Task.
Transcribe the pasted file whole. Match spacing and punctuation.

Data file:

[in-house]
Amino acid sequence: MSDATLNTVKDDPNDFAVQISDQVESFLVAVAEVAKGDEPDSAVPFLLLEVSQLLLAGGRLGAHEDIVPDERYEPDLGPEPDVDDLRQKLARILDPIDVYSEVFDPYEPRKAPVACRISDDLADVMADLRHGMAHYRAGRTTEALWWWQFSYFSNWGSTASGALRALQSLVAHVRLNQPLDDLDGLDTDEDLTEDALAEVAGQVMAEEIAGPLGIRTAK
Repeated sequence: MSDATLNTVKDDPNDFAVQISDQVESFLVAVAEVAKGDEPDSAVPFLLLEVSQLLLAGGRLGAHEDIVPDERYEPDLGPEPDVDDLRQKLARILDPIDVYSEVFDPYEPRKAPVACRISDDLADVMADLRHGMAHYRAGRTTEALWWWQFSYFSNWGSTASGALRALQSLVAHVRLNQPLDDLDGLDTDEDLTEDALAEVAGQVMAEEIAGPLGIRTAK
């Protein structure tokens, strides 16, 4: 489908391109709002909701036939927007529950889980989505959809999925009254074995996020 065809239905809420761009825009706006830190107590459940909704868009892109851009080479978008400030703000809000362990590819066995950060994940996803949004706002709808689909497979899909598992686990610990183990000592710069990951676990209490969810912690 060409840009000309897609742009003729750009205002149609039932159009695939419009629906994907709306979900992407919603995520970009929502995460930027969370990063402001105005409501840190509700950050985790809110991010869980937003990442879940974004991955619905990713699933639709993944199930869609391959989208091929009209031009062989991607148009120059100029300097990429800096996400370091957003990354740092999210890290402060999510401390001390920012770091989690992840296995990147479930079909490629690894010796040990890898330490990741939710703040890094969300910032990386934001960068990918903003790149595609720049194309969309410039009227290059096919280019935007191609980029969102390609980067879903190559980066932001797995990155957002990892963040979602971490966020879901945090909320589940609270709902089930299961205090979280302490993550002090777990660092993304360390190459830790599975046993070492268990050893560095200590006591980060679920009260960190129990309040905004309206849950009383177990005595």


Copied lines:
[in-house]
Amino acid sequence: MSDATLNTVKDDPNDFAVQISDQVESFLVAVAEVAKGDEPDSAVPFLLLEVSQLLLAGGRLGAHEDIVPDERYEPDLGPEPDVDDLRQKLARILDPIDVYSEVFDPYEPRKAPVACRISDDLADVMADLRHGMAHYRAGRTTEALWWWQFSYFSNWGSTASGALRALQSLVAHVRLNQPLDDLDGLDTDEDLTEDALAEVAGQVMAEEIAGPLGIRTAK
Repeated sequence: MSDATLNTVKDDPNDFAVQISDQVESFLVAVAEVAKGDEPDSAVPFLLLEVSQLLLAGGRLGAHEDIVPDERYEPDLGPEPDVDDLRQKLARILDPIDVYSEVFDPYEPRKAPVACRISDDLADVMADLRHGMAHYRAGRTTEALWWWQFSYFSNWGSTASGALRALQSLVAHVRLNQPLDDLDGLDTDEDLTEDALAEVAGQVMAEEIAGPLGIRTAK
């Protein structure tokens, strides 16, 4: 489908391109709002909701036939927007529950889980989505959809999925009254074995996020 065809239905809420761009825009706006830190107590459940909704868009892109851009080479978008400030703000809000362990590819066995950060994940996803949004706002709808689909497979899909598992686990610990183990000592710069990951676990209490969810912690 060409840009000309897609742009003729750009205002149609039932159009695939419009629906994907709306979900992407919603995520970009929502995460930027969370990063402001105005409501840190509700950050985790809110991010869980937003990442879940974004991955619905990713699933639709993944199930869609391959989208091929009209031009062989991607148009120059100029300097990429800096996400370091957003990354740092999210890290402060999510401390001390920012770091989690992840296995990147479930079909490629690894010796040990890898330490990741939710703040890094969300910032990386934001960068990918903003790149595609720049194309969309410039009227290059096919280019935007191609980029969102390609980067879903190559980066932001797995990155957002990892963040979602971490966020879901945090909320589940609270709902089930299961205090979280302490993550002090777990660092993304360390190459830790599975046993070492268990050893560095200590006591980060679920009260960190129990309040905004309206849950009383177990005595």